Cars, not to mention vehicles, come in all shapes and forms. And from many manufacturers. While autonomous driving is globally still in the not so near future due to legislation, technical limitations and the fact that the age structure of vehicles currently in everyday use doesn’t change over night, there are various use-cases for autonomous and automated driving in areas, which are not public roads of otherwise public areas. Automated Valet Parking, or AVP in short, is one of those use-cases.
As an idea, the automated valet parking sounds like a simple enough idea to implement. Just have cars driven by a computer. However, there are many things to consider before letting and getting a system to maneuver a car or any vehicle. One of those considerations is the fact that cars and vehicles have different manufacturers and therefore different in-built systems which are not always – or in fact rarely are – compatible with each other.
Imagine a parking garage with human valets. As humans, we have high interoperability with cars and usually also with other humans. Even with a language or sometimes a personality barrier, we are able to communicate so that we can safely maneuver in complex environments with changing conditions. However, systems are in many cases built on different platforms that use different programming languages and do not have a visual (sign) language to fall back on if the commands and the language is strange. The communication from one car to another could be like trying to communicate with extraterrestrials for the first time. If the world of systems and vehicles was to be described in a human valet service, we would need to have manufacturer and sometimes even model dependent drivers for different cars. Even with the service being enabled for just a few car brands, we would need dozens of valets. This of course, is not a valid business case.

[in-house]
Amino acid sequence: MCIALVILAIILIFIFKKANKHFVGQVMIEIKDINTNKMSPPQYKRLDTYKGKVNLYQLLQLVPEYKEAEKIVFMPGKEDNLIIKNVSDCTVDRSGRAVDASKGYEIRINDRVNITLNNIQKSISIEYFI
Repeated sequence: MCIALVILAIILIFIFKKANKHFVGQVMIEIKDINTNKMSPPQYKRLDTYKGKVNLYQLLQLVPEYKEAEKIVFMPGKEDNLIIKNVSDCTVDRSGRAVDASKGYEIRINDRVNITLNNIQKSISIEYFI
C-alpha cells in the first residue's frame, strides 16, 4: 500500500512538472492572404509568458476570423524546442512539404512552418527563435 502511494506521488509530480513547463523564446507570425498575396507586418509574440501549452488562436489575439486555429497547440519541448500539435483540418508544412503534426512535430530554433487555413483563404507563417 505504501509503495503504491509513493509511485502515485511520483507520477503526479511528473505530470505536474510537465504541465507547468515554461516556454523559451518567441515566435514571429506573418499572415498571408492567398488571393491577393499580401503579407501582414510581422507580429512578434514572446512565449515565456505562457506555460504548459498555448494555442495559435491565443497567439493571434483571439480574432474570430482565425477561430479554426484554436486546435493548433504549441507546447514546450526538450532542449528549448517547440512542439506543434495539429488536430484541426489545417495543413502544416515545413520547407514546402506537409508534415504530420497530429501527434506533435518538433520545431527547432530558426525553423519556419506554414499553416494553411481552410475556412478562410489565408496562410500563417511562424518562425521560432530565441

This is why we need standardization, for example an ISO-standard, which describes what features should be implemented, how and to what extent. The automotive industry is actually doing this as we speak. The ISO 23374 standard is being developed to address interoperability and define how the communication between systems and vehicles should be created. In general terms, the industry is developing a common language. This language can also be used in other industries which could utilize automated driving enabled by an external infrastructure.
Interoperability requires intensive security
Having access to various vehicles systems offers great opportunities but also comes with great responsibility. The ability to control cars remotely could offer a chance for creating hazardous situations, injuries and also significant financial losses to people and businesses enabling new autonomous and automated features. The need for intensive security must come with developing automated and autonomous technologies. The system and its operations must be protected from multiple angles – not just within the vehicles but in the entire ecosystem including sensors, actuators, computers, connections, systems but also the physical environment must be created so that it offers nonexistent possibilities to hack or disturb the system. There must be multiple layers of security and if someone even in the future manages to find a crack in the shield, the system and the environment must be able to lock itself safely until the breach has been handled accordingly.
Having extensive experience in ultra secure systems, hardware and software development, Unikie has joined AUTOSAR, the AUTomotive Open System ARchitecture group. Unikie leads the car manufacturers’ international information security team in order to assess risks in the development of automotive hardware and software and to offer expertise in making sure the end users and businesses can utilize new technologies with confidence and safety.
Live at the IAA Mobility 2021 - showcase for interoperbility
At the IAA Mobility 2021, Unikie will be presenting its solution for Automated Valet Parking along with major automotive TIER1 technology providers such as BOSCH, Valeo and Continental. All developed systems and environments must work together with all the participating OEMs vehicles – BMW, Ford, Jaguar, Land Rover, Mercedes-Benz, Volkswagen, Audi and Porsche. Automated Valet Parking has been demoed in the past, but what makes this showcase special is the interoperability between multiple car brands, car models and systems. It is the very first time we get to see interoperability in action.